Monday, February 27, 2012

Walking Around Stewart Ponds


It was cloudy and mild as we started to stroll the paths around Stewart Ponds. After so much rain the ponds were full. Standing water was on the sides of the path as we headed toward the blind. Much birdsong greeted us as well as frog chirping. Fungi dotted the woodchips along the path.

Quietly peeking through the blind we saw shovelers, green-winged teal and mallards. Some were exhibiting what may have been mating behavior as they swam around. A submerged log was hosting a mix of shorebirds (yellow-legs or sandpipers?) and green-winged teals. I was wishing I had a camera with a good lens.

Overhead about 600 cackling geese announced their presence and circled for a landing. We noticed how much goose droppings were in the surrounding fields. These droppings fertilize the fields where these geese feed - an important cycle.

Color is coming into the branches of the willows. As the sun comes out the branches turn vibrant but a cloud cover turns them dull again.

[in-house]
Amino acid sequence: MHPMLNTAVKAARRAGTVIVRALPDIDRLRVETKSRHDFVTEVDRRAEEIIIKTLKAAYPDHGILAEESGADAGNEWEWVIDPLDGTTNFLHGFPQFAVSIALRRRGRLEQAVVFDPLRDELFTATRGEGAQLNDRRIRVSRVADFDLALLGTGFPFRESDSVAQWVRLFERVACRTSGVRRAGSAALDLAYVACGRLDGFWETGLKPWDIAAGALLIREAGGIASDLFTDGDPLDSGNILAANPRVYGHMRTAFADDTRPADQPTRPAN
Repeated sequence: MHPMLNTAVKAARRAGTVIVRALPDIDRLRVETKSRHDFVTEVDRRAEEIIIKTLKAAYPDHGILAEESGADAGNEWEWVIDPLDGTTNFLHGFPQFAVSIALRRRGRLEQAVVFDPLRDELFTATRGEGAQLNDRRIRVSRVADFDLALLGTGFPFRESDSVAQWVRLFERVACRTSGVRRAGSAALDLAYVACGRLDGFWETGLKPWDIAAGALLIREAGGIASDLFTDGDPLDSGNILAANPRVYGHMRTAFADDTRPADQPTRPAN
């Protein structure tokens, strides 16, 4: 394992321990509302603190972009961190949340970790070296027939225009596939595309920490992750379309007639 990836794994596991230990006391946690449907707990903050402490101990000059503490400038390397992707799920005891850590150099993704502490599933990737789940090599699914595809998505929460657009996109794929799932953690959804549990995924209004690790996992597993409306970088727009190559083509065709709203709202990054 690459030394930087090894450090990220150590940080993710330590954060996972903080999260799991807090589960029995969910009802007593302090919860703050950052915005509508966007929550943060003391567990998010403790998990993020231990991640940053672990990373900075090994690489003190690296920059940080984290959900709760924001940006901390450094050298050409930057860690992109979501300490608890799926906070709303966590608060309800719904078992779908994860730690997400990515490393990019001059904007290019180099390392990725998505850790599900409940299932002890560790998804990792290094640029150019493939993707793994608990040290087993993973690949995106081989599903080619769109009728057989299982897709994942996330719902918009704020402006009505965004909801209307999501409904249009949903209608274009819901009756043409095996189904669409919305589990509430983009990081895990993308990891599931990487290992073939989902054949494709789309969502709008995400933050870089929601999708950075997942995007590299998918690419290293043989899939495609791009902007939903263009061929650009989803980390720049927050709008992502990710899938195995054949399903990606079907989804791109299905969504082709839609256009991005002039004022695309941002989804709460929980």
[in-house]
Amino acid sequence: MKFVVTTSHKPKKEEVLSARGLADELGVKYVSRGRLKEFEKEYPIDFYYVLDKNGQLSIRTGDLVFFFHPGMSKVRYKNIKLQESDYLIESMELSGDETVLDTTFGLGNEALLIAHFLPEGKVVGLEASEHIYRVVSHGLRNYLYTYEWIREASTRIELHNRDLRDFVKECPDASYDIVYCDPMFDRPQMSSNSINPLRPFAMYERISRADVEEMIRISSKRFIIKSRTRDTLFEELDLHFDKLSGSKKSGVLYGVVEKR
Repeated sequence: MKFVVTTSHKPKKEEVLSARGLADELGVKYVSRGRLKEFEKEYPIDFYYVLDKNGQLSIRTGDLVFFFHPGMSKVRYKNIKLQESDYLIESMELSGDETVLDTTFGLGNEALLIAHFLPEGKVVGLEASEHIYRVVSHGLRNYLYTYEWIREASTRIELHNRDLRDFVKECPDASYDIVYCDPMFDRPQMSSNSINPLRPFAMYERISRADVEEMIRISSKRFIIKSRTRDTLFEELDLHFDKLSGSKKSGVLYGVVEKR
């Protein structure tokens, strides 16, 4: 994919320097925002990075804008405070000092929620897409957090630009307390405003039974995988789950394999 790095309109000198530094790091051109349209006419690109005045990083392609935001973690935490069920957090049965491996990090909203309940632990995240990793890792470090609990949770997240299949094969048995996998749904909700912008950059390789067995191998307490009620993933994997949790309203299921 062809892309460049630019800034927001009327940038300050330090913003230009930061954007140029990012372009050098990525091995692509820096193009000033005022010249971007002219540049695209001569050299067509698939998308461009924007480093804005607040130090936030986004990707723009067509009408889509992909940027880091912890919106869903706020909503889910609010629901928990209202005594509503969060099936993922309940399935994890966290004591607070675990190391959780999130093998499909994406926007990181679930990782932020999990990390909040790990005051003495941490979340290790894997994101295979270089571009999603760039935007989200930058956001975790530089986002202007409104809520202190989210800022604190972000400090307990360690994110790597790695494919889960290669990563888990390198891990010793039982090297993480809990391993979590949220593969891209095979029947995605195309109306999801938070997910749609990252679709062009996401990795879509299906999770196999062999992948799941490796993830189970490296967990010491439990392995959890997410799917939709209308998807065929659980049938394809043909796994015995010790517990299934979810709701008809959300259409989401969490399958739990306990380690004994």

Three birds perched in a nearby tree seem to be towhees, but the light is difficult at this hour and angle and so identification is tough.

A surprise sighting; a yellow flower pushing through the woodchips! Spring is coming...

A lone cormorant circles the swampy area to the west as the sun appears again. Swarms of small insects can be seen in the light. To the east we see that the hillsides are greening.

At the far pond we find a man fishing. We wonder what could be caught in this small pond. Would it be edible? A pair of coots swims along with mallards. A pair of male shovelers hunts for some dinner amongst the reeds.

On the walk back on the east side we see juncos in some low shrubs and a gang of noisy starlings high in a tree. The frogs’ chirping is much louder at this hour. The path on this west side is being taken over by the grasses. It may be time for another parks event to re-establish the trails for the public who come to enjoy nature.

Walking on these trails is time well spent. It’s calming. We don’t come to add to our bird lists. We come to be both surprised and reassured by nature.

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